The following day after Peterï¿½s finger incident, a family friend came over with flowers and her 2 children. One attends Fairmeadow, and the other attended Fairmeadow in the past. She said, "I thought they had ï¿½soft-close doorsï¿½ in those bathrooms." The two boys said, Yeah, well not in THAT bathroom". They called it "The far bathroom near room 14". Another parent and mother of Peterï¿½s friend and classmate called to check on Peter. She said, "Iï¿½m not surprised. Those doors are way too heavy and way too sharp." She said she was surprised Peter maintained consciousness with the amount of blood he left in the bathroom and leading from there to the school front office. Thankfully, I did not see the blood trail.
On May 26th, Peter had his first day back at school. He was approached and welcomed by another 5th grade teacher. He said he is the one who went to find the finger part in the boys bathroom, and he told Peter that he found it stuck inside the door-jam. He said to him that he retrieved it, and gave it to the EMTs who in turn gave it to me to take to the ER.
Peter was then under care from the Hand Clinic Surgical Specialties Department at 730 Welch Road. The finger portion which was re-attached did not "take" and has turned black and will be removed. We had follow-up appointments weekly, and Peter was given yet another round of antibiotics. The middle finger will be somewhat deformed and short permanently. They said that re-attachment attempt was to serve as more of a "biological dressing" than as an indicator representing an expectation of a re-attachment.
Peter returned to school on May 26th, 10 days after the incident, with limitations of physical activity.
My brother-in-law is a South Florida Plastic Surgeon. He has been in constant contact with us as well as with all doctors who have seen Peter. He has all details of the medical terminology of what has been happening with Peterï¿½s finger, and agrees that in his opinion, Peter has received appropriate care to date.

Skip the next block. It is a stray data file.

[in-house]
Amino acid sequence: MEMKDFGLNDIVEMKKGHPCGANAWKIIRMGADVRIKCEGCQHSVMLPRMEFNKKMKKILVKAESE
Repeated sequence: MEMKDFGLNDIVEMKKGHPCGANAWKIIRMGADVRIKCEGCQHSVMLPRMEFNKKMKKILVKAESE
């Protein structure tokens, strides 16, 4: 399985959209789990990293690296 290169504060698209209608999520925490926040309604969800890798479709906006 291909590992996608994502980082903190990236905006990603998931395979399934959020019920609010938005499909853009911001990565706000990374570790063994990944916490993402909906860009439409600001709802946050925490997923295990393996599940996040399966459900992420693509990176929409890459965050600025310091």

I sent a letter to Mr. Skelly, the PAUSD superintendent. I told him that my son had a severed finger at Fairmeadow, and that left with me with two problems. 1) the doors at Fairmeadow need changing ASAP, and 2) we now have a medical bill for $10,000 which we cannot pay. I asked for his help with my two problems.
I received a call over the summer break from Risk Management at PASD. They refered the case to Keenan and Associates, who also called and said that they were going to send out an adjuster to look at the doors at Fairmeadow. I received a call today from Keenan and Associates. He said that they have decided that the doors fine, and they will not be changing them, nor will they be helping to pay any of our familyï¿½s medical expenses resulting from the severed finger. He added that the only negligence was on the part of the child who had closed the door while exiting the bathroom.
I am posting this today in an attempt to draw attention to what I see is a real safety issue for Palo Alto School students, and it is my hope that mine is the last child to loose a finger at school in our town. Something needs to be done.
This story contains 1247 words.
If you are a paid subscriber, check to make sure you have logged in. Otherwise our system cannot recognize you as having full free access to our site.
If you are a paid print subscriber and haven't yet set up an online account, click here to get your online account activated.